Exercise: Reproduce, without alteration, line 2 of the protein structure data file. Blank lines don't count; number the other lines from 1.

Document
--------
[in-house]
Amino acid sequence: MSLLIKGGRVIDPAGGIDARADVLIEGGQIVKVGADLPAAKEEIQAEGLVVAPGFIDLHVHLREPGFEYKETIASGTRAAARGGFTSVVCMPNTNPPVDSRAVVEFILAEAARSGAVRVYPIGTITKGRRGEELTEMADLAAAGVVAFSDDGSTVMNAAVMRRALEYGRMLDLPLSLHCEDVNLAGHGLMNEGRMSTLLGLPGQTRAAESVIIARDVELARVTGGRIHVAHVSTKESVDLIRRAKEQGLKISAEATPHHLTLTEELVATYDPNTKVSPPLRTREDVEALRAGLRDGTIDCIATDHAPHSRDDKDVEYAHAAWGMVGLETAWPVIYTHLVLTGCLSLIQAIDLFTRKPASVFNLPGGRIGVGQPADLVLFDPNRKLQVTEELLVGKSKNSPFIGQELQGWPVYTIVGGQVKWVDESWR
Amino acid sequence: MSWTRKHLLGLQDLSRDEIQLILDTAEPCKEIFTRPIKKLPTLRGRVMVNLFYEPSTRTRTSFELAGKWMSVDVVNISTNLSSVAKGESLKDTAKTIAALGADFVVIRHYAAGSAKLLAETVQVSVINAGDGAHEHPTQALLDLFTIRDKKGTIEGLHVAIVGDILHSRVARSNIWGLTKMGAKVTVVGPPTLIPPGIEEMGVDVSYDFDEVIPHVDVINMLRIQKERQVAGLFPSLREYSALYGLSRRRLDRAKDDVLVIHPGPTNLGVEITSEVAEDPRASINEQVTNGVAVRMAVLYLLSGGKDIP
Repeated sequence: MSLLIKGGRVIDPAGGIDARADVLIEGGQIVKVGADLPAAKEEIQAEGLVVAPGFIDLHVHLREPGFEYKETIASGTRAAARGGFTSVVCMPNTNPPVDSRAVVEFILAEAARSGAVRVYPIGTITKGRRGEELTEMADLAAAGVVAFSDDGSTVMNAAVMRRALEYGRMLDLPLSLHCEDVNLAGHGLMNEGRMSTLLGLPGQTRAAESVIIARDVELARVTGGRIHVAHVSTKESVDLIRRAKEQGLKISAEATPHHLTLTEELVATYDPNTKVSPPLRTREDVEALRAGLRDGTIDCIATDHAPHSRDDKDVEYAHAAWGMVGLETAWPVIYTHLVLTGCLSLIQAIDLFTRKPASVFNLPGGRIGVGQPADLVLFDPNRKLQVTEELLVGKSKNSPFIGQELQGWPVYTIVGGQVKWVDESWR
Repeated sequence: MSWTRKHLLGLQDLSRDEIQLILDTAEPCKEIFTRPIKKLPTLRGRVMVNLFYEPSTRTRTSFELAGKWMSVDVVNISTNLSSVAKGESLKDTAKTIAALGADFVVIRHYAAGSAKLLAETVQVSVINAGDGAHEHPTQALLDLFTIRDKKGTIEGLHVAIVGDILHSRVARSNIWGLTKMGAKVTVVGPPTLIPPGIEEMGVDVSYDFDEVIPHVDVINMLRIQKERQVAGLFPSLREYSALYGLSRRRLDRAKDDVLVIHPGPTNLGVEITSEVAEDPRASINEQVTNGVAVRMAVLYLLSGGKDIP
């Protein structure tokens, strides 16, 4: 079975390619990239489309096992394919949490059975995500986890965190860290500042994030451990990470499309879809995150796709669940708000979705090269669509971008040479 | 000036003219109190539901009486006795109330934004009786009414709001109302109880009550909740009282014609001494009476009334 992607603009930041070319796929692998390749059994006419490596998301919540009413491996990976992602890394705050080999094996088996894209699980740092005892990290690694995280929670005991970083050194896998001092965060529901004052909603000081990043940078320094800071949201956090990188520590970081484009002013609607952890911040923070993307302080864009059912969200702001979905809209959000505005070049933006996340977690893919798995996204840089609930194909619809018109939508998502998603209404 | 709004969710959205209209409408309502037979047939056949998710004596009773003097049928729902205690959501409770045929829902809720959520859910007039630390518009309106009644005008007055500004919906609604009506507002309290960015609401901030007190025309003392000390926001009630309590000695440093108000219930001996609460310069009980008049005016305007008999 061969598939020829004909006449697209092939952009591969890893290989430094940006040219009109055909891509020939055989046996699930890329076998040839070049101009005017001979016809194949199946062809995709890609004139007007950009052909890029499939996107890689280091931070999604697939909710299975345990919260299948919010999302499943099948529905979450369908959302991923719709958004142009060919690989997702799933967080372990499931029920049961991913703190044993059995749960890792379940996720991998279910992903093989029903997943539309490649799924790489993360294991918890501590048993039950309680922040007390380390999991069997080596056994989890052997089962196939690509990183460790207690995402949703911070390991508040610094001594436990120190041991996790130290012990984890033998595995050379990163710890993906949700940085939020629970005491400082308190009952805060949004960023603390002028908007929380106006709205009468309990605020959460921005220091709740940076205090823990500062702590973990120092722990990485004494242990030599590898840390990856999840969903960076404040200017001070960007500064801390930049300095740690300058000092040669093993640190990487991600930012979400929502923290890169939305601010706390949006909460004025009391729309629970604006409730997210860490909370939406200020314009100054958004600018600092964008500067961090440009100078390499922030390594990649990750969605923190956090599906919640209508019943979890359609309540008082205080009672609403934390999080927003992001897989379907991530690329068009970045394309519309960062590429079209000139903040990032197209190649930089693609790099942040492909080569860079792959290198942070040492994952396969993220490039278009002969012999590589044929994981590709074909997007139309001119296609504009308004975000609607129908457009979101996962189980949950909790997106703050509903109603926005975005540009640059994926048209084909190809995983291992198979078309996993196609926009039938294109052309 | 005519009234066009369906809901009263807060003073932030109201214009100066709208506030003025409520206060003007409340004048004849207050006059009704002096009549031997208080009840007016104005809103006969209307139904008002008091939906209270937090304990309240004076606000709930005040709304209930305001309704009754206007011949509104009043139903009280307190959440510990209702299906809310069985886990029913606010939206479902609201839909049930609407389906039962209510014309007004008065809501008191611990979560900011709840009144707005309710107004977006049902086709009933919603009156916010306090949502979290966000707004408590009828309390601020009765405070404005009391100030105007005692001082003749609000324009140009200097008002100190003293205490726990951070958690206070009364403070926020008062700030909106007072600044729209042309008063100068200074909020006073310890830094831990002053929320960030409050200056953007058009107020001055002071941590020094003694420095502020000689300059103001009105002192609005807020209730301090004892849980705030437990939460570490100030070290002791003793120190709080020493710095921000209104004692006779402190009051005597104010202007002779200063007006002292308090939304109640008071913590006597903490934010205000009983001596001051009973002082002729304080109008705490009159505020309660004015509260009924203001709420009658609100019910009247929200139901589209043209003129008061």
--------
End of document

Amino acid sequence: MSLLIKGGRVIDPAGGIDARADVLIEGGQIVKVGADLPAAKEEIQAEGLVVAPGFIDLHVHLREPGFEYKETIASGTRAAARGGFTSVVCMPNTNPPVDSRAVVEFILAEAARSGAVRVYPIGTITKGRRGEELTEMADLAAAGVVAFSDDGSTVMNAAVMRRALEYGRMLDLPLSLHCEDVNLAGHGLMNEGRMSTLLGLPGQTRAAESVIIARDVELARVTGGRIHVAHVSTKESVDLIRRAKEQGLKISAEATPHHLTLTEELVATYDPNTKVSPPLRTREDVEALRAGLRDGTIDCIATDHAPHSRDDKDVEYAHAAWGMVGLETAWPVIYTHLVLTGCLSLIQAIDLFTRKPASVFNLPGGRIGVGQPADLVLFDPNRKLQVTEELLVGKSKNSPFIGQELQGWPVYTIVGGQVKWVDESWR